The boundary limits of the identification channels, preferably, but not necessarily of equal width, are arbitrarily located or determined in terms of the ratio of the responses of adjacent filters. For example, if an input signal has the frequency indicated in FIG. 4, both filters L and M will respond, the response P of filter L, however, being greater than the response Q of filter M. The ratio P/ Q defines the boundary between identification channels L and LM, and, provided adjacent filters have substantially identical pass band characteristics, similarly determines the boundaries of all of the other identification channels. Assuming now an input signal frequency of f slightly lower than f it will be seen that the ratio of the response of filters L and M exceeds the ratio P/ Q, indicating that the frequency is in channel L. On the other hand, if the input frequency is slightly greater than f say f the ratio of the responses of filters L and M is less than P/ Q indicating that the frequency is in channel LM. The ratio P/ Q is conveniently established as a voltage level against which the ratio of the responses of adjacent filters to an input signal can be compared, the result of the comparison indicating in which of the identification channels the signal frequency is located.

FIG. 5 is a block diagram of a system for implementing this channel selection technique which includes a bank of filters L through P having a common input to which is applied the signal whose frequency it is desired to measure. The outputs of these filters, whose band-pass characteristics overlap as shown in FIG. 4, are detected in a respective envelope detector, 4, 5, 6, 7 and 8. The output signals from the detector are applied to a circuit iden tified by numeral 10 and designated Threshold Ratio Detector. This circuit compares the responses of adja cent filters (should there be a response from two) and compares this ratio with the critical ratio P/ Q to determine in which identification channel the frequency falls. Although specific circuitry for performing these functions will be described later, it will be helpful at this juncture to delineate the characteristics and functions of circuit 10. Salient characteristics of the circuit are as follows:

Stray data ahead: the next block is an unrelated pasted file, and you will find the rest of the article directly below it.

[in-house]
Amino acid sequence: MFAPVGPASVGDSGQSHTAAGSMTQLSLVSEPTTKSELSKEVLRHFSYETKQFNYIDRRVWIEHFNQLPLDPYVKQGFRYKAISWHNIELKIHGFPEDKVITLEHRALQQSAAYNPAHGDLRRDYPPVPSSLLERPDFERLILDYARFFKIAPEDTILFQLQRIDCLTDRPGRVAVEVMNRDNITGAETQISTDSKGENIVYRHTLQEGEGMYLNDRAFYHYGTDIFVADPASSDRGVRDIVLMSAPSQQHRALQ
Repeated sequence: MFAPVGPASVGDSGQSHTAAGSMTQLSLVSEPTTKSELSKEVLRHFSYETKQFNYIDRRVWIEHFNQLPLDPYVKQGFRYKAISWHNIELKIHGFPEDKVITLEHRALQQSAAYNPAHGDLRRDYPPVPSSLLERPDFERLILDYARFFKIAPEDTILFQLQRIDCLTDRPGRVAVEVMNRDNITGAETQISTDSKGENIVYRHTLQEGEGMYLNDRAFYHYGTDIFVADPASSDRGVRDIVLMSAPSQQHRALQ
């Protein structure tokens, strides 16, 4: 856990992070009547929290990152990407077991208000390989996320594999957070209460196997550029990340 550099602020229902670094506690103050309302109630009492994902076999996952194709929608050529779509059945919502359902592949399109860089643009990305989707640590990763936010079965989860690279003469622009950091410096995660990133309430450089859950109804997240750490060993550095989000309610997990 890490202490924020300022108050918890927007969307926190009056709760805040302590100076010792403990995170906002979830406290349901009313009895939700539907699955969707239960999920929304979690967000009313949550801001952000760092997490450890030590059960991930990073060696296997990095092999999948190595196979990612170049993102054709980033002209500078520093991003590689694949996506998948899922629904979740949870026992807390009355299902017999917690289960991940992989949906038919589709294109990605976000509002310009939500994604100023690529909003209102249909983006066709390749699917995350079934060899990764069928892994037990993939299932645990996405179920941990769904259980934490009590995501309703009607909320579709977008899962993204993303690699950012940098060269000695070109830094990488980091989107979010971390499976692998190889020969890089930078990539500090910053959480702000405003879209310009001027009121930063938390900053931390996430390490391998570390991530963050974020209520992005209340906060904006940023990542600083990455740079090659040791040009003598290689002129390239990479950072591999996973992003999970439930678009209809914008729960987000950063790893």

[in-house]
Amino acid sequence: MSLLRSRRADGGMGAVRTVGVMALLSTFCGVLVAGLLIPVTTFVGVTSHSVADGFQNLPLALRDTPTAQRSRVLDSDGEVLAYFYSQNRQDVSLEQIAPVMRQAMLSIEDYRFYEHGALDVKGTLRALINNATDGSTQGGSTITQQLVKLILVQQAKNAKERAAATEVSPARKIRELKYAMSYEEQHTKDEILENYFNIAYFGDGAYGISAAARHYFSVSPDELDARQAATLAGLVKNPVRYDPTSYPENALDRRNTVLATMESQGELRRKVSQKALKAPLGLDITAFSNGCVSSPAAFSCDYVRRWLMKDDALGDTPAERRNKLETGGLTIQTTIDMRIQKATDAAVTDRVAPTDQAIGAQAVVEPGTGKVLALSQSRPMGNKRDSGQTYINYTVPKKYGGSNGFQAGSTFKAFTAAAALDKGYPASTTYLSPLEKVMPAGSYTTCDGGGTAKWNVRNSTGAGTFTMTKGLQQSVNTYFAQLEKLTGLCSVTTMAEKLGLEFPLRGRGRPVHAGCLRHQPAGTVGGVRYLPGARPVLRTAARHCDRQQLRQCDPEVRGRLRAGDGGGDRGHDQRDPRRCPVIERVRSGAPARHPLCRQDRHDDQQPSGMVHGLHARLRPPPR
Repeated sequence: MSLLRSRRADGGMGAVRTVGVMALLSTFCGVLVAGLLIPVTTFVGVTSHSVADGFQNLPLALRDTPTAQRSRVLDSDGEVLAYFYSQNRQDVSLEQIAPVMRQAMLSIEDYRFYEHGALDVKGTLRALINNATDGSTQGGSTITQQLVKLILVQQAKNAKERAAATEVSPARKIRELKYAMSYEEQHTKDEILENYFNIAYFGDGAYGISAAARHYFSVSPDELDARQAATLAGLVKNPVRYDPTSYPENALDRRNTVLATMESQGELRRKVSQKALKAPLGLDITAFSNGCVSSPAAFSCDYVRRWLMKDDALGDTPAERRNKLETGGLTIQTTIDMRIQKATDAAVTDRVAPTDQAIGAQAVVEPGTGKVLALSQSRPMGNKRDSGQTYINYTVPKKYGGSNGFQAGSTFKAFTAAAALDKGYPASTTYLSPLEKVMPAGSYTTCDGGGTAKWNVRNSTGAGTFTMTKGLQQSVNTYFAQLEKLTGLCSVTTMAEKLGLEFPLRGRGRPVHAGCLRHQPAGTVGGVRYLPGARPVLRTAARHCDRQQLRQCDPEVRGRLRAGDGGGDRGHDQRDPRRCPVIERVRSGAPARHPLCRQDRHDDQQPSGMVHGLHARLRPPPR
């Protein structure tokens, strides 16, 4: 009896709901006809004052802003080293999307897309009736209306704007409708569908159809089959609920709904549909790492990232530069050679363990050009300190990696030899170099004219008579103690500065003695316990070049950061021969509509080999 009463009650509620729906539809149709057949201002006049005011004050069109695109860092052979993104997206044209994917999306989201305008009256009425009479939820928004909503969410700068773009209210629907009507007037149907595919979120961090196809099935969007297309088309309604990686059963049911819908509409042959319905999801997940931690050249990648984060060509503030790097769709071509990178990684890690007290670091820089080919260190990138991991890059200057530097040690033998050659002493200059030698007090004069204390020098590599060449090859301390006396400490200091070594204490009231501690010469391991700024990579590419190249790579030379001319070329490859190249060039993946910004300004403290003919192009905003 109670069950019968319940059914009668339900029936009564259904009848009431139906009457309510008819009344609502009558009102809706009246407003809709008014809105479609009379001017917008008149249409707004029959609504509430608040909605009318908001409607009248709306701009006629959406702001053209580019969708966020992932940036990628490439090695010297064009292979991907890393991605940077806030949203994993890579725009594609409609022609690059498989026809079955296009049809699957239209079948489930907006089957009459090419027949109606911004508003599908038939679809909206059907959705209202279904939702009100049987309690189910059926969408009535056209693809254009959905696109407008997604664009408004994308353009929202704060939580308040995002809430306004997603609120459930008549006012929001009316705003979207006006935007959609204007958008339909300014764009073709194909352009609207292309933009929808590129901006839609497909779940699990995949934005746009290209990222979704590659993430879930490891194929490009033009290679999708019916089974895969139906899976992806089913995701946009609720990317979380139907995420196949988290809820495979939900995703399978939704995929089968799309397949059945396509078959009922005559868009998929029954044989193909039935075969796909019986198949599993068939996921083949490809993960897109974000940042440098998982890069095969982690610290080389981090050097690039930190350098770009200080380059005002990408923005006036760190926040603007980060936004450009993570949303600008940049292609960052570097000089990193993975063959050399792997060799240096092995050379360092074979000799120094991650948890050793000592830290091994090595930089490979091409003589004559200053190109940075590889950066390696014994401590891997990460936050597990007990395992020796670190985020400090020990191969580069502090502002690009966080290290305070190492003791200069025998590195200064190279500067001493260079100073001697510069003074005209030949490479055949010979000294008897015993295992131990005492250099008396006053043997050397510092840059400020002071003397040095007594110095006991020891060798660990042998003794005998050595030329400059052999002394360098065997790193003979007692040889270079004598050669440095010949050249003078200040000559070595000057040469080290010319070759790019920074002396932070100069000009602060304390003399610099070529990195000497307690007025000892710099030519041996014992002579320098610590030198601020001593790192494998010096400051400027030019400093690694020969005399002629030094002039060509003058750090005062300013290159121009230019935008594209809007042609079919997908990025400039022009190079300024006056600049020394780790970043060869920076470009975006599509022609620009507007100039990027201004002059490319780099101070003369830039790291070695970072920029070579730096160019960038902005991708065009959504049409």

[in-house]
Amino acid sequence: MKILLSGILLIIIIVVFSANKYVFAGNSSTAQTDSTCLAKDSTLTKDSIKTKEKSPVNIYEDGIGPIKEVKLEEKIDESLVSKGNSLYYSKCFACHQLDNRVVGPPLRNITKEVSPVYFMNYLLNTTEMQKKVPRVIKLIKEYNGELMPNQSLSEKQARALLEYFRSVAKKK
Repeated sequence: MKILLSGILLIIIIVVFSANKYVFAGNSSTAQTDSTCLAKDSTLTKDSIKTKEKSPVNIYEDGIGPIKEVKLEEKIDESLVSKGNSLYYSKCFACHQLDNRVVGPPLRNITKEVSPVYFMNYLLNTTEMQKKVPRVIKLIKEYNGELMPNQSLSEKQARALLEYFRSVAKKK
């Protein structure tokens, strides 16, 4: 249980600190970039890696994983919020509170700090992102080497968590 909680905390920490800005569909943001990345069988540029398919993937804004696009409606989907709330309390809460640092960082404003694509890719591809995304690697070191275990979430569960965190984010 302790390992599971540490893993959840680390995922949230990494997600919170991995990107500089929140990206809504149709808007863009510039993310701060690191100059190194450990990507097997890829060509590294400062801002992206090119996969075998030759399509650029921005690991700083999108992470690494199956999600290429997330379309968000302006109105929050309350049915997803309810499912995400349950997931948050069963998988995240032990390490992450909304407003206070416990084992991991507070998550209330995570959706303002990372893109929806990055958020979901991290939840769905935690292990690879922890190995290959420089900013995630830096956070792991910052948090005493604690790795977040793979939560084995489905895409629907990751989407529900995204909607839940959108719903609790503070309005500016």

(1) It responds only to the filter with the highest amplitude output signal if the ratio of that signal to the output signals from any of the other filters exceeds the critical value P/Q.

(2) It responds only to the filters contributing the two highest amplitude signals if the ratio of the largest to the second largest is less than the critical ratio P/ Q.

(3) It provides an output signal, such as a pulse, to output connections 12, 14, 16, 18 and 20 whenever the corresponding input line responds as in (1) or (2).

Thus, the threshold ratio detector never has indicator signals on more than two output lines for a given input signal.

In order to indicate in which identification channel the signal frequency is, especially if there are indicator signals on two output lines of the ratio detector, the indicator signals are applied to suitable logic circuitry, designated logic selector 10. The logic selector, it will be noted, has more output lines than inputs, one being provided for each of the channels of FIG. 4, including channels L and P which lie outside the band of interest. The logic selector may consist of conventional digital logical elements, a suitable arrangement of which will be described hereinafter, embodying the following logical rules:

(1) When only one input line has an indicator signal on it, a signal appears at the corresponding channel output line only. That is, if only lin 14 has an indicator signal on it, an output signal appears only on the line marked Channel M.

(2) When an indicator signal appears on adjacent input lines (e.g., lines 14 and 16), an output signal appears only on the output line between those corresponding to the active input lines (i.e., the channel designated MN between channels M and N).

It will be understood that the output lines of logic selector 22 would be connected to suitable utilization circuitry (not shown) which may consist of an indicator for showing on which channel the output signal appears.